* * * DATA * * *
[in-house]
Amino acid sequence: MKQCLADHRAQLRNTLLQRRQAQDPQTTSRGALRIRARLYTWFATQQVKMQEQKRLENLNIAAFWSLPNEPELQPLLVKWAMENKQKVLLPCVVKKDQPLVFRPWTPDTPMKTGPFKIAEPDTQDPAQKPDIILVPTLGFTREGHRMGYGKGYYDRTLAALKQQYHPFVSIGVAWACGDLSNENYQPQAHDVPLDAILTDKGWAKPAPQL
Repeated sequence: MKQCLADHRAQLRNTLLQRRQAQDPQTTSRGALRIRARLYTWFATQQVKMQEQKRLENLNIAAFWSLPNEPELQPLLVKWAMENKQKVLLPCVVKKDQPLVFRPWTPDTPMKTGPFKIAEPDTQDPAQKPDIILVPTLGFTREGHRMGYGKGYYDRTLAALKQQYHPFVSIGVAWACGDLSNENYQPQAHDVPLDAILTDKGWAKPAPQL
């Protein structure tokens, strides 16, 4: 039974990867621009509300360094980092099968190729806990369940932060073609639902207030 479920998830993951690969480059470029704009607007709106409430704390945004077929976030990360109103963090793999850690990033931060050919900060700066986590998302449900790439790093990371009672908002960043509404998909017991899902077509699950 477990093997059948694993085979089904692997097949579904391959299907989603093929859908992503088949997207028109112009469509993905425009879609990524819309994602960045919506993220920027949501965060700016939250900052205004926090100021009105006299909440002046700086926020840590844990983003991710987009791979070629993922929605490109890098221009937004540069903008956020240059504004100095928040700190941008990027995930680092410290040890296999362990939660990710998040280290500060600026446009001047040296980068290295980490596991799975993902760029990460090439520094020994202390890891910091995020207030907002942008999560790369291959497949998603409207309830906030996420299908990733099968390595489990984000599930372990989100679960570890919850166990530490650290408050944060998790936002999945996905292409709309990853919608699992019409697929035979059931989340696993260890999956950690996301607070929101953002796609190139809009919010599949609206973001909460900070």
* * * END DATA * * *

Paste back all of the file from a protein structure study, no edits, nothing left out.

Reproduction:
[in-house]
Amino acid sequence: MKQCLADHRAQLRNTLLQRRQAQDPQTTSRGALRIRARLYTWFATQQVKMQEQKRLENLNIAAFWSLPNEPELQPLLVKWAMENKQKVLLPCVVKKDQPLVFRPWTPDTPMKTGPFKIAEPDTQDPAQKPDIILVPTLGFTREGHRMGYGKGYYDRTLAALKQQYHPFVSIGVAWACGDLSNENYQPQAHDVPLDAILTDKGWAKPAPQL
Repeated sequence: MKQCLADHRAQLRNTLLQRRQAQDPQTTSRGALRIRARLYTWFATQQVKMQEQKRLENLNIAAFWSLPNEPELQPLLVKWAMENKQKVLLPCVVKKDQPLVFRPWTPDTPMKTGPFKIAEPDTQDPAQKPDIILVPTLGFTREGHRMGYGKGYYDRTLAALKQQYHPFVSIGVAWACGDLSNENYQPQAHDVPLDAILTDKGWAKPAPQL
């Protein structure tokens, strides 16, 4: 039974990867621009509300360094980092099968190729806990369940932060073609639902207030 479920998830993951690969480059470029704009607007709106409430704390945004077929976030990360109103963090793999850690990033931060050919900060700066986590998302449900790439790093990371009672908002960043509404998909017991899902077509699950 477990093997059948694993085979089904692997097949579904391959299907989603093929859908992503088949997207028109112009469509993905425009879609990524819309994602960045919506993220920027949501965060700016939250900052205004926090100021009105006299909440002046700086926020840590844990983003991710987009791979070629993922929605490109890098221009937004540069903008956020240059504004100095928040700190941008990027995930680092410290040890296999362990939660990710998040280290500060600026446009001047040296980068290295980490596991799975993902760029990460090439520094020994202390890891910091995020207030907002942008999560790369291959497949998603409207309830906030996420299908990733099968390595489990984000599930372990989100679960570890919850166990530490650290408050944060998790936002999945996905292409709309990853919608699992019409697929035979059931989340696993260890999956950690996301607070929101953002796609190139809009919010599949609206973001909460900070």